ESP32 already have the TCP/IP stack, it has Wifi/Bluetooth and an Ethernet interface. A few vendors have also show schematics for Ethernet on ESP32, so it makes sense upgrading my ESP32 Hat with Ethernet. I do have the space if I drop the RS485 etc. A quick check also tell me that I have the pins as well.

The Raspberry PI Header can be sacrificed if I need to. CAN is the backbone bus and this is most attractive if I want to replace Raspberry PI as Wifi/Ethernet GW.

This Hat is not a priority, but I will make it at some point.

New PCB’s

The first 2 Hat’s of my new series arriving – I paid for the fast track because I will be assembling and testing these over x-mas. The PCB at left (above) and below is the XPortHub, the other is the ESP32 based Wifi Hat. The picture below is on top of a Raspberry PI 3 A+ and mechanics fits perfectly. Also the Micro SD card was perfect, so this looks good.

Wifi Module

I moved CAN to the same place as the X Hub and will be using this from now. Added jumpers for RS485 vs UART out. The rest is as before:

  • ESP32
  • RPI connector using SPI
  • CAN port
  • RS485/UART port
  • USB Serial/Programming port.
  • 5 x Sensor ports.

The X Hub is a better match for Raspberry PI, but this can replace Raspberry PI to get Wifi and with the CAN port you can stack up IO as much as you want.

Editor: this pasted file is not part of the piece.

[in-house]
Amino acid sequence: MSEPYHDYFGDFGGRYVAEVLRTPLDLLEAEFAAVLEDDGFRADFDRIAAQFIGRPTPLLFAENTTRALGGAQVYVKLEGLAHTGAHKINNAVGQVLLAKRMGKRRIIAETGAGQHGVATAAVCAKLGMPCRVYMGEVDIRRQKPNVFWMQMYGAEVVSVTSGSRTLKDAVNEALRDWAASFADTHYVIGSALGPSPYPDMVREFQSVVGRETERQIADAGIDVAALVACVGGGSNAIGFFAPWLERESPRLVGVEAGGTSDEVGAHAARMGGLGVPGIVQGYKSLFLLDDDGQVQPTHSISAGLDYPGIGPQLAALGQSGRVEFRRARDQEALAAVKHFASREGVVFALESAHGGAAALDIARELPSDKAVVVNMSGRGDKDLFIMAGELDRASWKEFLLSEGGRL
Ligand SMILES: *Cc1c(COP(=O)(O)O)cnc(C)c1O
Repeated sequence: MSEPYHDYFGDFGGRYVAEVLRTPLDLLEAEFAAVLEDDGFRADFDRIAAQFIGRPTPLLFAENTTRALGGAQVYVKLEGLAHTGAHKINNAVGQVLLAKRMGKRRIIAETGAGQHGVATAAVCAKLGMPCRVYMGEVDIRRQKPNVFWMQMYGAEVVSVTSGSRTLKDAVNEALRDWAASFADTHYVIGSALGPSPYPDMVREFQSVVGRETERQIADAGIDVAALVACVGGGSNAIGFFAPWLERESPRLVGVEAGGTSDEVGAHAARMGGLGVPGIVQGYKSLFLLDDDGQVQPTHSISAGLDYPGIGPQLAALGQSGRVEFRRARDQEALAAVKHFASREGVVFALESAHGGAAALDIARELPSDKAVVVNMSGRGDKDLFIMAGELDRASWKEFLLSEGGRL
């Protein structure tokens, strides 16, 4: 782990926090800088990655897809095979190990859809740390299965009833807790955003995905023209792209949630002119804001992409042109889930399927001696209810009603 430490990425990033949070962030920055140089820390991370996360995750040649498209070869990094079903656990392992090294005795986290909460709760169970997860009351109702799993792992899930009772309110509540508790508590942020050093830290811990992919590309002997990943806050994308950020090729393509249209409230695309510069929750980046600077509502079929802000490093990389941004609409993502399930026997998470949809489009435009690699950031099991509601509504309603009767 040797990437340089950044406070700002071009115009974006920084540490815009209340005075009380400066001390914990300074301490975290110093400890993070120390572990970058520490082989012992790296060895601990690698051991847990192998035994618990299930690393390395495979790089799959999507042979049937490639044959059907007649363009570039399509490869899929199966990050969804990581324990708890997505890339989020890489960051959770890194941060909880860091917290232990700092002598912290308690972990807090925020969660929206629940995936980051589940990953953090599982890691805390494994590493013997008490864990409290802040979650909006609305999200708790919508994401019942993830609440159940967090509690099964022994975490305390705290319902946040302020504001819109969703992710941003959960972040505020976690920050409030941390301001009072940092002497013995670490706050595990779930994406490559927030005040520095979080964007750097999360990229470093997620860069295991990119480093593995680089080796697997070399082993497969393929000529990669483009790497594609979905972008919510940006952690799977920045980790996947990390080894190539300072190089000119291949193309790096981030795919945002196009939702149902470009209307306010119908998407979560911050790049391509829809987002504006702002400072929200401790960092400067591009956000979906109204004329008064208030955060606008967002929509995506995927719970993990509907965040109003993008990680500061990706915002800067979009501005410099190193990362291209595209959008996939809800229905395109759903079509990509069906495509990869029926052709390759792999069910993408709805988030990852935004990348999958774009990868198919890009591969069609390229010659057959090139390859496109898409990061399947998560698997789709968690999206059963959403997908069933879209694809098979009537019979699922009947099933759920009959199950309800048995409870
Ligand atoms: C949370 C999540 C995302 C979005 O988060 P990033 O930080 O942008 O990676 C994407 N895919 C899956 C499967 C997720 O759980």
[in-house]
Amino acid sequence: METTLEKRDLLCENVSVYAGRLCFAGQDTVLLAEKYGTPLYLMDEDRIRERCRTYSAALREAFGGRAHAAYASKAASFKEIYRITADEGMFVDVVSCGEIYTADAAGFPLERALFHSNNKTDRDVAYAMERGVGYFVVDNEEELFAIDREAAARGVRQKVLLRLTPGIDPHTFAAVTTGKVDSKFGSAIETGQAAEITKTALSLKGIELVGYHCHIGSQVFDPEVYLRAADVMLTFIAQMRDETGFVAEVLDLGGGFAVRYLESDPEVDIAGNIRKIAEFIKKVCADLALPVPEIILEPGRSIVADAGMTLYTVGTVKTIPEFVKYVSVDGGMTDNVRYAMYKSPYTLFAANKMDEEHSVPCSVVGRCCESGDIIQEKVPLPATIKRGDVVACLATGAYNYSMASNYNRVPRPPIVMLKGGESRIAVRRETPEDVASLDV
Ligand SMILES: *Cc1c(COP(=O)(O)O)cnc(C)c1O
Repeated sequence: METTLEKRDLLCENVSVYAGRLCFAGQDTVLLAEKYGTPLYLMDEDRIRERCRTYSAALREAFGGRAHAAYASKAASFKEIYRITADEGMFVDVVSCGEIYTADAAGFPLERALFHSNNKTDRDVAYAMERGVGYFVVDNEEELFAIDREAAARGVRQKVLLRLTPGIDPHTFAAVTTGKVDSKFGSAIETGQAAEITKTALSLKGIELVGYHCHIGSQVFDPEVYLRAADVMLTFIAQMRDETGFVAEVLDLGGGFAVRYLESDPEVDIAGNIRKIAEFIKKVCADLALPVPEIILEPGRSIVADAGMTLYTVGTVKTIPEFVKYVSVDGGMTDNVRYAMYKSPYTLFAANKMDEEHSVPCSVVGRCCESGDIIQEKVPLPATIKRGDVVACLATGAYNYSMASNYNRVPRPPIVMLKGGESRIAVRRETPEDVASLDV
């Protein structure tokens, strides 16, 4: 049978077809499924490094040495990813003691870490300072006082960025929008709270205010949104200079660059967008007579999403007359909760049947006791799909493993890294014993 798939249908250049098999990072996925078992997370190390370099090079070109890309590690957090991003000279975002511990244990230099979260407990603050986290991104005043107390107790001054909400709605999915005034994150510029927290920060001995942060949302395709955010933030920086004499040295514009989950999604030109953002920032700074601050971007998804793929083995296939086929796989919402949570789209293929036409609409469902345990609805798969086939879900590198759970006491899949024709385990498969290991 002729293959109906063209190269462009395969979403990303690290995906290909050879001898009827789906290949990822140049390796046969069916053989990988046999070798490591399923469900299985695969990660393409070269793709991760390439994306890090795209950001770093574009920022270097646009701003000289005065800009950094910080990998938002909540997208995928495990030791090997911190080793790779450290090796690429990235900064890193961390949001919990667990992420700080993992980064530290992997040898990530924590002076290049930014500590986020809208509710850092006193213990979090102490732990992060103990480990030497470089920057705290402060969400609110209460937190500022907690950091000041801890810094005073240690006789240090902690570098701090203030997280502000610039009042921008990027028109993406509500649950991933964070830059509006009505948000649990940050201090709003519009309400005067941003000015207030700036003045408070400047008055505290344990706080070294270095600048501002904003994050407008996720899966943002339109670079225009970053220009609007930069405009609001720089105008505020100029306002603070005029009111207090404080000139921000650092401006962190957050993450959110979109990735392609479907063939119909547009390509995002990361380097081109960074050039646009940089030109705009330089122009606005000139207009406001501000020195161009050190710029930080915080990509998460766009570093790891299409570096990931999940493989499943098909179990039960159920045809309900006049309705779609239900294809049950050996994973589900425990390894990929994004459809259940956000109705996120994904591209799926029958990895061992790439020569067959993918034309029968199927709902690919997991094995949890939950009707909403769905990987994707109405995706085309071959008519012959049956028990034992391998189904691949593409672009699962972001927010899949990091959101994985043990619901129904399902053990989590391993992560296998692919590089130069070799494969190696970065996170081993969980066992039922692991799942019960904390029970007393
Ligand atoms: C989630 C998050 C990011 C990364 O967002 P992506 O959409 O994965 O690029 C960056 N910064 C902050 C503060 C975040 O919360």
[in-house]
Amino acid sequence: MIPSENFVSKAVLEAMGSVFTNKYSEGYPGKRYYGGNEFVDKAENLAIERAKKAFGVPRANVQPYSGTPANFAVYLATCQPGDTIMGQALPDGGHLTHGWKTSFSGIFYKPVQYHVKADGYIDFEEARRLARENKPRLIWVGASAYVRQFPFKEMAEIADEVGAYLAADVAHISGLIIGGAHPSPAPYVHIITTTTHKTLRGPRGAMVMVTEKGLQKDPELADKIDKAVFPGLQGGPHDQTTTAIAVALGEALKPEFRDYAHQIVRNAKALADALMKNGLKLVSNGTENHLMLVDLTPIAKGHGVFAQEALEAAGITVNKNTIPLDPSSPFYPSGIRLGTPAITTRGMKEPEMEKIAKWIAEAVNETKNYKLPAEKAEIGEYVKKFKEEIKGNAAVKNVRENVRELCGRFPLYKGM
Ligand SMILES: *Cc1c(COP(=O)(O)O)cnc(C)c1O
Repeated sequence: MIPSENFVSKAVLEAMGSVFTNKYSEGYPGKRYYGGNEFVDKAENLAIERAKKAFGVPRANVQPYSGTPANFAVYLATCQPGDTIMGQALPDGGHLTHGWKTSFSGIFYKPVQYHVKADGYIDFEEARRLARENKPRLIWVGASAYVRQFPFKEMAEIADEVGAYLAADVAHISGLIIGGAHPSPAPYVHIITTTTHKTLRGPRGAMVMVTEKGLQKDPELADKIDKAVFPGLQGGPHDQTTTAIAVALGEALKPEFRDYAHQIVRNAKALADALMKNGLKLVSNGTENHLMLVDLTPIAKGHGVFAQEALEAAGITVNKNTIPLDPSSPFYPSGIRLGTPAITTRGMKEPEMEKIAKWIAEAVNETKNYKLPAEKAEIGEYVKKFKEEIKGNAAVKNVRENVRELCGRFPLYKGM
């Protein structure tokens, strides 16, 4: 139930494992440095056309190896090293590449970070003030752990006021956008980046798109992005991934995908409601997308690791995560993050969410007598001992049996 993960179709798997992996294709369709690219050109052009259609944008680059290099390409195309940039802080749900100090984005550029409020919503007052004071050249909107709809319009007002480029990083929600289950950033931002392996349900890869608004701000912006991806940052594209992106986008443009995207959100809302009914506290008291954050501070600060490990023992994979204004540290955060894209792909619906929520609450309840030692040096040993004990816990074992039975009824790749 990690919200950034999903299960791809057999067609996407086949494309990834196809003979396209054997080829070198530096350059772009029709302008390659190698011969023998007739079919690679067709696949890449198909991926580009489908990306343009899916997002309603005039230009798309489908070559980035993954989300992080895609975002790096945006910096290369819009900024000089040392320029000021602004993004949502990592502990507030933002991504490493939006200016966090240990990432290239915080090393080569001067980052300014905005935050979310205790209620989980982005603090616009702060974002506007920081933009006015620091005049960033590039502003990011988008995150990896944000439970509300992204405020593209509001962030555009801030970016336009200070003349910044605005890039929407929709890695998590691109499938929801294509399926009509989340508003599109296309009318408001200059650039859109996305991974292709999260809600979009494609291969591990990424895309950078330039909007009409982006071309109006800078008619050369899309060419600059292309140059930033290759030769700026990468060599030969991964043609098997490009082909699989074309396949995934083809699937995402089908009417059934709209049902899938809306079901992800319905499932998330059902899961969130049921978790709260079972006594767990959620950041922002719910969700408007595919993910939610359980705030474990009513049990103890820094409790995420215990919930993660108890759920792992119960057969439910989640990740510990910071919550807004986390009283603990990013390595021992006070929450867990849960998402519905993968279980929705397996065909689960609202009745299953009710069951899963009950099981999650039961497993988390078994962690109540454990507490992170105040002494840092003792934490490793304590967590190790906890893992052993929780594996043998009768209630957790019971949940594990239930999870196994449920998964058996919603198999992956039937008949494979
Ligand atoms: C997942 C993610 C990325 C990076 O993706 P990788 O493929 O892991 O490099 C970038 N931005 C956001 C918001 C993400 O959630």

ESP32/RPI Adapter – Ground Plane Check

A trick I use is that I connect GND to the ground plane to avoid ground loops. But, what I need to watch out for is isolated icelands that is not connected. I realized that the EDA don’t check this, so I check it manually by using MSPaint to paint the ground plane. In this case it is ok as all areas used actually are connected to ground.

 

Model Train Control System – Part 4 Connectors

The illustration above show the number of connectors we could need on the Train Control System. I intend to use 1.25mm JST Micro connectors, but space is very limited so this will be a challenge.

  • #1 is the 6 pin programmer port. It is no way to get the programmer with USB connection on the controller so I create a 6 pin program port and a separate programmer board. The intention is to wire this up so we have access to the port below the train. Once this is coded we can also use the Wifi for updates. 
  • #2 is the 2 pin power port
  • #3 is the 2 pin Motor port. 
  • #4 is the 2 pin Super-Cap port. Super cap is like a small battery that will keep the system alive as we move over track gaps. 
  • #5 is the extension port to a 2nd controller board.

To optimize this I plan to reduce this to two connectors. One for Motor, Power and Super-Cap and a 2nd for Programming/Extension. I believe 2 connectors are doable, but I need to draw the packages and make a PCB layout before I actually know.

ESP32/RPI Adapter